From a very early age, we're told about the amazing healing powers of our own body. And it's no exaggeration. You only need to watch the way that a cut can heal on our skin to be amazed by the simple beauty of our body in action.
But the real miracles tend to come from the work done by our body that we can't see. The work of our immune system. Immune cells are invisible to the eye, but they patrol our blood by the billions, seeking and destroying invaders that would otherwise make us sick and weak. They are our own private army.
You may already know this. We often get reminded that this is what our body is up to as we recover from a fever. But what does this patrol actually look like?
Can we see our immune cells in action?
Thanks to researchers at the University of Queensland in Brisbane, Australia, you bet!
Regardless of what you're seeing there, that's a pretty neat video. But once you actually know what it is? Well, prepare to be amazed ...
These are macrophage white blood cells. The word means "big eaters" in Greek, and it's a solid name for these immune cells. They move around our body and inspect all of our tissues for things that don't belong. They're a microscopic security system. If they find something that doesn't check out, they trigger a larger immune system response to get your body back into shape.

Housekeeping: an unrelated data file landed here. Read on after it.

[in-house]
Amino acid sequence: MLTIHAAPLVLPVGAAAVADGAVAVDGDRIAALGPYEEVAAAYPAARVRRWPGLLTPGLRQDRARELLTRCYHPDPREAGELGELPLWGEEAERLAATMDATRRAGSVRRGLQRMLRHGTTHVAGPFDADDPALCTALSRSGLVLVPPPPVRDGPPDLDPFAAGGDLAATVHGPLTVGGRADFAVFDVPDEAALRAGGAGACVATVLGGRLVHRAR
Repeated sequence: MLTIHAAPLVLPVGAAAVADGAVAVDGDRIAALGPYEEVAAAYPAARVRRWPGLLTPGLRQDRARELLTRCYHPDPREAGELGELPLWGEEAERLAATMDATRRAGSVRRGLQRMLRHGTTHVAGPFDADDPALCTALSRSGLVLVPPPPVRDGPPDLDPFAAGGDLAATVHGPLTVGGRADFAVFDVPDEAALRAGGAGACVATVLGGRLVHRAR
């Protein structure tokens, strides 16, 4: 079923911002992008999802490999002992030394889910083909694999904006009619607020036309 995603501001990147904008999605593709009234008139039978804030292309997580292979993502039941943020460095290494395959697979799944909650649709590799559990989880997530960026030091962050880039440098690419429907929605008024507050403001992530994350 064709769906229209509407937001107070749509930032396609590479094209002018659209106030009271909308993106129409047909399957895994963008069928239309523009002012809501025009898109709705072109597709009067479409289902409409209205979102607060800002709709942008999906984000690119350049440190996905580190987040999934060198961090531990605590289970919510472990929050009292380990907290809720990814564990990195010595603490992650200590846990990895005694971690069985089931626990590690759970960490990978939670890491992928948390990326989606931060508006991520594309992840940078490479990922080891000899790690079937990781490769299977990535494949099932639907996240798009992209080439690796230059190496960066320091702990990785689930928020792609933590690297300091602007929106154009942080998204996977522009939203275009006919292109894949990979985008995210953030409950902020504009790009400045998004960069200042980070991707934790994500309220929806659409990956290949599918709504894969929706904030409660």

They perform this inspection using something called a gulping mechanism. These are seen as those flapping green objects that move across the surface of the cell. Each "gulp" snags some fluid, which the cell can then analyze.
So is this information more than just cool to look at? Well, according to Professor Jenny Stow at U of Q ...
"This imaging will give us phenomenal power to reveal how cell behavior is affected in disease, to test the effects of drugs on cells, and to give us insights that will be important for devising new treatments."
In other words, yes! While scientists are still in the process of figuring out exactly how to use this information, they know that it reveals a lot. For example, cancer cells apparently use a similar 'gulping' system. Can learning about this help us better understand how cancer cells work ... and therefore how to stop them?
We certainly hope so!